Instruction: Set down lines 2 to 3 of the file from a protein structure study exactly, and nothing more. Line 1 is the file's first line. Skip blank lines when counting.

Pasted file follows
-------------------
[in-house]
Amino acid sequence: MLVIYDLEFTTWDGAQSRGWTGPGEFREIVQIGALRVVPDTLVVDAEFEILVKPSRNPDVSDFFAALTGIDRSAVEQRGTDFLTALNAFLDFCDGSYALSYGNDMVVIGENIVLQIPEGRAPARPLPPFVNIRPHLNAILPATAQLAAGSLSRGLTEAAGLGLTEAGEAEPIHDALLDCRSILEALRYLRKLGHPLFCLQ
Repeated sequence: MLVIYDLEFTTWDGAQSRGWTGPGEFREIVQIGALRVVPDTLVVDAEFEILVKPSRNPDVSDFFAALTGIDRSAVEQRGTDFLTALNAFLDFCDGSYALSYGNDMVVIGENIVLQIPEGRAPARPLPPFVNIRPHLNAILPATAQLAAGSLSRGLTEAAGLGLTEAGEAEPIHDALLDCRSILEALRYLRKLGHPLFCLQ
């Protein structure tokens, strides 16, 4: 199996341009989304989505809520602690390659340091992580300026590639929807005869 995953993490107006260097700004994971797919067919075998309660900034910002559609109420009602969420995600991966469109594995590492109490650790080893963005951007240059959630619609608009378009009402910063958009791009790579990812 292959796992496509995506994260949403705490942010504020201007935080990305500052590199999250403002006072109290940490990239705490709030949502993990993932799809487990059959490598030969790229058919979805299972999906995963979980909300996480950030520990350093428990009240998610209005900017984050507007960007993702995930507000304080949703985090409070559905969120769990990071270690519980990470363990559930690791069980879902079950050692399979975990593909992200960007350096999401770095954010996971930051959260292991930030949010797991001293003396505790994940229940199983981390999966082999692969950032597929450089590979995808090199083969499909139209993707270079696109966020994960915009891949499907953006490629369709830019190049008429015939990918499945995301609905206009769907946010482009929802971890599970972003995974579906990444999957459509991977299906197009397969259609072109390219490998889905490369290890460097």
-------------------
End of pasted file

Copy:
Amino acid sequence: MLVIYDLEFTTWDGAQSRGWTGPGEFREIVQIGALRVVPDTLVVDAEFEILVKPSRNPDVSDFFAALTGIDRSAVEQRGTDFLTALNAFLDFCDGSYALSYGNDMVVIGENIVLQIPEGRAPARPLPPFVNIRPHLNAILPATAQLAAGSLSRGLTEAAGLGLTEAGEAEPIHDALLDCRSILEALRYLRKLGHPLFCLQ
Repeated sequence: MLVIYDLEFTTWDGAQSRGWTGPGEFREIVQIGALRVVPDTLVVDAEFEILVKPSRNPDVSDFFAALTGIDRSAVEQRGTDFLTALNAFLDFCDGSYALSYGNDMVVIGENIVLQIPEGRAPARPLPPFVNIRPHLNAILPATAQLAAGSLSRGLTEAAGLGLTEAGEAEPIHDALLDCRSILEALRYLRKLGHPLFCLQ